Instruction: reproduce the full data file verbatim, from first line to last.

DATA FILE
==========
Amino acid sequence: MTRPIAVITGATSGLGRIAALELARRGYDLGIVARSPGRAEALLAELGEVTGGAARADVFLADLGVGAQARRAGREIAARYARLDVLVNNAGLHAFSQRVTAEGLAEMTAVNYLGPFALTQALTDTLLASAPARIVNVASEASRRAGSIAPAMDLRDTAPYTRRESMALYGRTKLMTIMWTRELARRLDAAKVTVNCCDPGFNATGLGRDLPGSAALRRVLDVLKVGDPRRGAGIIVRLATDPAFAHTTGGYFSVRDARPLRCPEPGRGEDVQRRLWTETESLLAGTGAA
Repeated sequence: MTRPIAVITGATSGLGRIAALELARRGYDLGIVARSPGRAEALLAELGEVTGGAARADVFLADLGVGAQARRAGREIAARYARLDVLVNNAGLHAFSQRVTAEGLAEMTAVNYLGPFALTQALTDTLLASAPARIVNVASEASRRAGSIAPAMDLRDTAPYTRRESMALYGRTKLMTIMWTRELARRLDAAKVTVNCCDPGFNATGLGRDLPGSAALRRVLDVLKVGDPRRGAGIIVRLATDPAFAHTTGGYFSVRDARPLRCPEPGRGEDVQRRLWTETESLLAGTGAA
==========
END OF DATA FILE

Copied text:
Amino acid sequence: MTRPIAVITGATSGLGRIAALELARRGYDLGIVARSPGRAEALLAELGEVTGGAARADVFLADLGVGAQARRAGREIAARYARLDVLVNNAGLHAFSQRVTAEGLAEMTAVNYLGPFALTQALTDTLLASAPARIVNVASEASRRAGSIAPAMDLRDTAPYTRRESMALYGRTKLMTIMWTRELARRLDAAKVTVNCCDPGFNATGLGRDLPGSAALRRVLDVLKVGDPRRGAGIIVRLATDPAFAHTTGGYFSVRDARPLRCPEPGRGEDVQRRLWTETESLLAGTGAA
Repeated sequence: MTRPIAVITGATSGLGRIAALELARRGYDLGIVARSPGRAEALLAELGEVTGGAARADVFLADLGVGAQARRAGREIAARYARLDVLVNNAGLHAFSQRVTAEGLAEMTAVNYLGPFALTQALTDTLLASAPARIVNVASEASRRAGSIAPAMDLRDTAPYTRRESMALYGRTKLMTIMWTRELARRLDAAKVTVNCCDPGFNATGLGRDLPGSAALRRVLDVLKVGDPRRGAGIIVRLATDPAFAHTTGGYFSVRDARPLRCPEPGRGEDVQRRLWTETESLLAGTGAA